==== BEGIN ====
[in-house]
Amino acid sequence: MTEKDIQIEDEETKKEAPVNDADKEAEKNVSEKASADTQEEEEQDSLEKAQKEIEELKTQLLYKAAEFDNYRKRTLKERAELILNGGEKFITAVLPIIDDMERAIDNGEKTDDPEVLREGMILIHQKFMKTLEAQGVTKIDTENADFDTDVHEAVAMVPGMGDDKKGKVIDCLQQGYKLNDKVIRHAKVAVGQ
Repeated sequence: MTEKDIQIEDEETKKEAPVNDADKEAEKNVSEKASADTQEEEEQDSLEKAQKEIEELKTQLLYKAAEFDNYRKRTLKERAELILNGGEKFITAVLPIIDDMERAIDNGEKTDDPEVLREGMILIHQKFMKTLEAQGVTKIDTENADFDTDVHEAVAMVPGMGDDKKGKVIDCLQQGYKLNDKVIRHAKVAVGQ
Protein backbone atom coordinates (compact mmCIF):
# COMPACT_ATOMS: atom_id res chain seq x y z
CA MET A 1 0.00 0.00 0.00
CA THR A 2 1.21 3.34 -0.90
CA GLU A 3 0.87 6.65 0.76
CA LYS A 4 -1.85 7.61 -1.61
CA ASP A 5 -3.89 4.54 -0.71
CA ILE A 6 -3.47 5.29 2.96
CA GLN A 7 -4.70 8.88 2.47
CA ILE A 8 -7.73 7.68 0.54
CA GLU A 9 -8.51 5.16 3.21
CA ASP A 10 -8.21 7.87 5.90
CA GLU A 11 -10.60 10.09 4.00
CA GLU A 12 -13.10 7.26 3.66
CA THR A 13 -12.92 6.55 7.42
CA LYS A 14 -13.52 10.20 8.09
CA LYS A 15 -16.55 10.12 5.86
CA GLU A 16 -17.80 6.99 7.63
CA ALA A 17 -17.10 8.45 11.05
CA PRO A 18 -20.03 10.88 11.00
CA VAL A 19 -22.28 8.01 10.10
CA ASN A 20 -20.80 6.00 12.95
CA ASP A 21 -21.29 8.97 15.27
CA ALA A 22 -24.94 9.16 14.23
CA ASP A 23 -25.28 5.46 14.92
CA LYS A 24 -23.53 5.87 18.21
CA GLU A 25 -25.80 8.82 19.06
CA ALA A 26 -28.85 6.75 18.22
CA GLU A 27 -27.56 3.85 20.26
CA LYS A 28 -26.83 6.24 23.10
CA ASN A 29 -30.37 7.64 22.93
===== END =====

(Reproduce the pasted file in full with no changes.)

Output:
[in-house]
Amino acid sequence: MTEKDIQIEDEETKKEAPVNDADKEAEKNVSEKASADTQEEEEQDSLEKAQKEIEELKTQLLYKAAEFDNYRKRTLKERAELILNGGEKFITAVLPIIDDMERAIDNGEKTDDPEVLREGMILIHQKFMKTLEAQGVTKIDTENADFDTDVHEAVAMVPGMGDDKKGKVIDCLQQGYKLNDKVIRHAKVAVGQ
Repeated sequence: MTEKDIQIEDEETKKEAPVNDADKEAEKNVSEKASADTQEEEEQDSLEKAQKEIEELKTQLLYKAAEFDNYRKRTLKERAELILNGGEKFITAVLPIIDDMERAIDNGEKTDDPEVLREGMILIHQKFMKTLEAQGVTKIDTENADFDTDVHEAVAMVPGMGDDKKGKVIDCLQQGYKLNDKVIRHAKVAVGQ
Protein backbone atom coordinates (compact mmCIF):
# COMPACT_ATOMS: atom_id res chain seq x y z
CA MET A 1 0.00 0.00 0.00
CA THR A 2 1.21 3.34 -0.90
CA GLU A 3 0.87 6.65 0.76
CA LYS A 4 -1.85 7.61 -1.61
CA ASP A 5 -3.89 4.54 -0.71
CA ILE A 6 -3.47 5.29 2.96
CA GLN A 7 -4.70 8.88 2.47
CA ILE A 8 -7.73 7.68 0.54
CA GLU A 9 -8.51 5.16 3.21
CA ASP A 10 -8.21 7.87 5.90
CA GLU A 11 -10.60 10.09 4.00
CA GLU A 12 -13.10 7.26 3.66
CA THR A 13 -12.92 6.55 7.42
CA LYS A 14 -13.52 10.20 8.09
CA LYS A 15 -16.55 10.12 5.86
CA GLU A 16 -17.80 6.99 7.63
CA ALA A 17 -17.10 8.45 11.05
CA PRO A 18 -20.03 10.88 11.00
CA VAL A 19 -22.28 8.01 10.10
CA ASN A 20 -20.80 6.00 12.95
CA ASP A 21 -21.29 8.97 15.27
CA ALA A 22 -24.94 9.16 14.23
CA ASP A 23 -25.28 5.46 14.92
CA LYS A 24 -23.53 5.87 18.21
CA GLU A 25 -25.80 8.82 19.06
CA ALA A 26 -28.85 6.75 18.22
CA GLU A 27 -27.56 3.85 20.26
CA LYS A 28 -26.83 6.24 23.10
CA ASN A 29 -30.37 7.64 22.93